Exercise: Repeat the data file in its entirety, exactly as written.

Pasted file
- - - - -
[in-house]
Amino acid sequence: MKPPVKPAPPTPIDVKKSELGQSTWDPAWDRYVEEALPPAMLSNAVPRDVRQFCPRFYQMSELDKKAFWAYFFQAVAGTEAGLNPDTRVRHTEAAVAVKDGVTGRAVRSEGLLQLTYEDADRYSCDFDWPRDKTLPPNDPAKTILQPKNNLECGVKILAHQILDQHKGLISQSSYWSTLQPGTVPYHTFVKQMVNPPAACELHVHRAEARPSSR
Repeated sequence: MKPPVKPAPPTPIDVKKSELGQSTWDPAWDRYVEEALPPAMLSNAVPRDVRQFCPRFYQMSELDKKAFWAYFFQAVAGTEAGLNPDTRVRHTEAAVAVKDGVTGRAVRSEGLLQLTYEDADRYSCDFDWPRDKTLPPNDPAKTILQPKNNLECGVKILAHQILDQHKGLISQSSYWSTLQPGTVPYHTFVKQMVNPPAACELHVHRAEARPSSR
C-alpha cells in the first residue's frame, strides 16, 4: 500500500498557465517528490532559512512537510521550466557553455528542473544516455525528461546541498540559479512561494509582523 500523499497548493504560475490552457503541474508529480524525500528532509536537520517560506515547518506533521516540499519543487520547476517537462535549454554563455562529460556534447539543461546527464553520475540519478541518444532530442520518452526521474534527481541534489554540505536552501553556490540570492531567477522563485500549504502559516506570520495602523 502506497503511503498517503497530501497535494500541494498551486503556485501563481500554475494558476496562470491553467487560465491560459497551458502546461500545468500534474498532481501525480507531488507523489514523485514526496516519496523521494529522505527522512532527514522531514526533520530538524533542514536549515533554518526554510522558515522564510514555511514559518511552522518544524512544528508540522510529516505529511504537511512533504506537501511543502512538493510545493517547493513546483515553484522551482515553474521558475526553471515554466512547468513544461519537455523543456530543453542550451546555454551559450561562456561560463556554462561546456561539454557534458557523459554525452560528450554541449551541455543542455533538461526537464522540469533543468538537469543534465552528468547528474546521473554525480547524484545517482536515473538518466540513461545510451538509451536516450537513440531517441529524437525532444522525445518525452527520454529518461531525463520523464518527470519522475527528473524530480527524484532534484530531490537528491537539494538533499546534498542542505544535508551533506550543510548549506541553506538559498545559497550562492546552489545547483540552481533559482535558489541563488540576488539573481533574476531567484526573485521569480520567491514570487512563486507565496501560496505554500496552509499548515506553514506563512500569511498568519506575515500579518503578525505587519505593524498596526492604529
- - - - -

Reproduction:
[in-house]
Amino acid sequence: MKPPVKPAPPTPIDVKKSELGQSTWDPAWDRYVEEALPPAMLSNAVPRDVRQFCPRFYQMSELDKKAFWAYFFQAVAGTEAGLNPDTRVRHTEAAVAVKDGVTGRAVRSEGLLQLTYEDADRYSCDFDWPRDKTLPPNDPAKTILQPKNNLECGVKILAHQILDQHKGLISQSSYWSTLQPGTVPYHTFVKQMVNPPAACELHVHRAEARPSSR
Repeated sequence: MKPPVKPAPPTPIDVKKSELGQSTWDPAWDRYVEEALPPAMLSNAVPRDVRQFCPRFYQMSELDKKAFWAYFFQAVAGTEAGLNPDTRVRHTEAAVAVKDGVTGRAVRSEGLLQLTYEDADRYSCDFDWPRDKTLPPNDPAKTILQPKNNLECGVKILAHQILDQHKGLISQSSYWSTLQPGTVPYHTFVKQMVNPPAACELHVHRAEARPSSR
C-alpha cells in the first residue's frame, strides 16, 4: 500500500498557465517528490532559512512537510521550466557553455528542473544516455525528461546541498540559479512561494509582523 500523499497548493504560475490552457503541474508529480524525500528532509536537520517560506515547518506533521516540499519543487520547476517537462535549454554563455562529460556534447539543461546527464553520475540519478541518444532530442520518452526521474534527481541534489554540505536552501553556490540570492531567477522563485500549504502559516506570520495602523 502506497503511503498517503497530501497535494500541494498551486503556485501563481500554475494558476496562470491553467487560465491560459497551458502546461500545468500534474498532481501525480507531488507523489514523485514526496516519496523521494529522505527522512532527514522531514526533520530538524533542514536549515533554518526554510522558515522564510514555511514559518511552522518544524512544528508540522510529516505529511504537511512533504506537501511543502512538493510545493517547493513546483515553484522551482515553474521558475526553471515554466512547468513544461519537455523543456530543453542550451546555454551559450561562456561560463556554462561546456561539454557534458557523459554525452560528450554541449551541455543542455533538461526537464522540469533543468538537469543534465552528468547528474546521473554525480547524484545517482536515473538518466540513461545510451538509451536516450537513440531517441529524437525532444522525445518525452527520454529518461531525463520523464518527470519522475527528473524530480527524484532534484530531490537528491537539494538533499546534498542542505544535508551533506550543510548549506541553506538559498545559497550562492546552489545547483540552481533559482535558489541563488540576488539573481533574476531567484526573485521569480520567491514570487512563486507565496501560496505554500496552509499548515506553514506563512500569511498568519506575515500579518503578525505587519505593524498596526492604529